I can’t express to you how much I wish I had listened to my instructor(s) years ago. To dwell on this, however, would be fruitless and could, in the long run, be self-defeating. I’m simply enjoying the fact that I feel like I understand what I’m doing.  I feel like I know how to shape the path toward becoming a competent, performance-worthy guitar player.

10/30, 10/31, 11/1, 11/2, 11/3, and 11/4 Time: 8 hours

Total Time: 20 hours

Time Remaining: 9,980 hours

Days 5, 6, 7, 8 – Finding Time to Write and Overcoming Motivational Issues

Finding Time to Write
While it’s not been difficult to find time to play guitar, I have found it difficult to find time to write.   I spent this past weekend away from home.  While this didn’t present any hardships finding time to play (I took my Martin backpacker guitar with me), I found it difficult to write — no laptop, no internet connection.

In enjoy the writing.  While I’d venture to guess there’s not a large audience for somebody’s journaling of their guitar learning journey, I still find it cathartic (and necessary) to put my ruminations about the experience in print.  If nothing else, there’s a degree of accountability to myself (and the scant few who come across these pages) to practice (and get better at) playing guitar.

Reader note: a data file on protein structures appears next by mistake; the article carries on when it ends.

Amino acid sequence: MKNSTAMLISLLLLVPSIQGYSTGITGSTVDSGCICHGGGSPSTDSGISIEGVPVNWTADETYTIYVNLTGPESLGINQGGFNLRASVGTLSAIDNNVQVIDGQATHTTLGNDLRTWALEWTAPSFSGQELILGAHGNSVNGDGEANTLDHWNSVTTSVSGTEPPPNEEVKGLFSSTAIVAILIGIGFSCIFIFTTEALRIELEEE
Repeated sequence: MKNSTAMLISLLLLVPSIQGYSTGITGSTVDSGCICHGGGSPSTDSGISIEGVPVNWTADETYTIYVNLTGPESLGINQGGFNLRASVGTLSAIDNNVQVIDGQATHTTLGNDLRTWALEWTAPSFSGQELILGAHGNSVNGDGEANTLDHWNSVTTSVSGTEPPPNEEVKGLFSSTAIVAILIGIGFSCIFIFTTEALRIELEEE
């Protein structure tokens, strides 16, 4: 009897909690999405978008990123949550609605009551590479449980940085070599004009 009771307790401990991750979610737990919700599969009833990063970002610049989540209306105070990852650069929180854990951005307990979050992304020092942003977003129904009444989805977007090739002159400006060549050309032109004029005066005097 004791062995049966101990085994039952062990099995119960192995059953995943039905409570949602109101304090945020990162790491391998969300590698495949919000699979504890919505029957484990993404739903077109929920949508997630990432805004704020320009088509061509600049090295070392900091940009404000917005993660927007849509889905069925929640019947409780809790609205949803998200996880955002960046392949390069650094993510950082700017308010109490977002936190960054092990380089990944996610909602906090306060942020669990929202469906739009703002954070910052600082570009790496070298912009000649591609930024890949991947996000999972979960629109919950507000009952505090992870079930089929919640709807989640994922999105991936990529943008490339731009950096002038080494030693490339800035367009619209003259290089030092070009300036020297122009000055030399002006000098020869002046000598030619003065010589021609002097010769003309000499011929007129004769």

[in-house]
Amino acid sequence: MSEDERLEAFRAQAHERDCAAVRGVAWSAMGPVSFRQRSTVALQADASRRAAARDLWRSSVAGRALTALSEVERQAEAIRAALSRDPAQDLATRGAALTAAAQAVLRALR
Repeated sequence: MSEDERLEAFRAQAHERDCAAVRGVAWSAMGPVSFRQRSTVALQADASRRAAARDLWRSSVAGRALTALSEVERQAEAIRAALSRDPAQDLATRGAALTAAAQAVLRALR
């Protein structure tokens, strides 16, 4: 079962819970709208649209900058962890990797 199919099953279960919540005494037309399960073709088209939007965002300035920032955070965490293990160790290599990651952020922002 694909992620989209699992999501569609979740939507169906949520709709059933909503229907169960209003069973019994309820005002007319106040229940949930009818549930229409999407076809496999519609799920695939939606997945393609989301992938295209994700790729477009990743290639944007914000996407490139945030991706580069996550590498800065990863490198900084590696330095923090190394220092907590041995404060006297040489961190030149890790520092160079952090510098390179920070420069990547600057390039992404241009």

While I’ve not been putting words to print on a daily basis, I’ve been jotting notes along the way.  They keep fresh in my mind the things I’ve practiced and the lessons learned along the way.  What’s more, this journaling has given me a basis upon which to shape the text of this blog.

So, with all of this in mind (assuming anybody is reading these pages), I will make every attempt to write on a daily basis.  However, it’s probably much more realistic that I’ll be posting only several days a week — the bulk of the entries posted during the weekends.

Overcoming Motivational Issues
When I’m deeply passionate about something, I have great capacity to find joy in the process.  A by-product of finding this joy is a deep (and focused) commitment to practicing/learning.  What’s been odd about my guitar journey, however, is the disconnect between my joy of playing guitar and my desire to practice.

Why does any of this matter?  It doesn’t really, though for me it’s been defeating.  You see, my lack of desire to practice stems from a lack of motivation.  Motivation is both fleeting and unreliable.  My lack of motivation can be rooted to some degree in the following:

Practice, on most days, begins with drudgery.

  • Warm-ups suck
  • Dexterity exercises suck
  • Scale practice most often sucks
  • Metronomes suck

I love playing!  But, if I start with playing songs, I get discouraged because I’m not adequately warmed-up enough to appreciate my playing.

  • My hands cramp
  • I’m stiff
  • My tone sucks
  • I make errors in the fretting of notes and chords

What’s a person to do?  Well, I’ve done a few things.  Here’s what they are: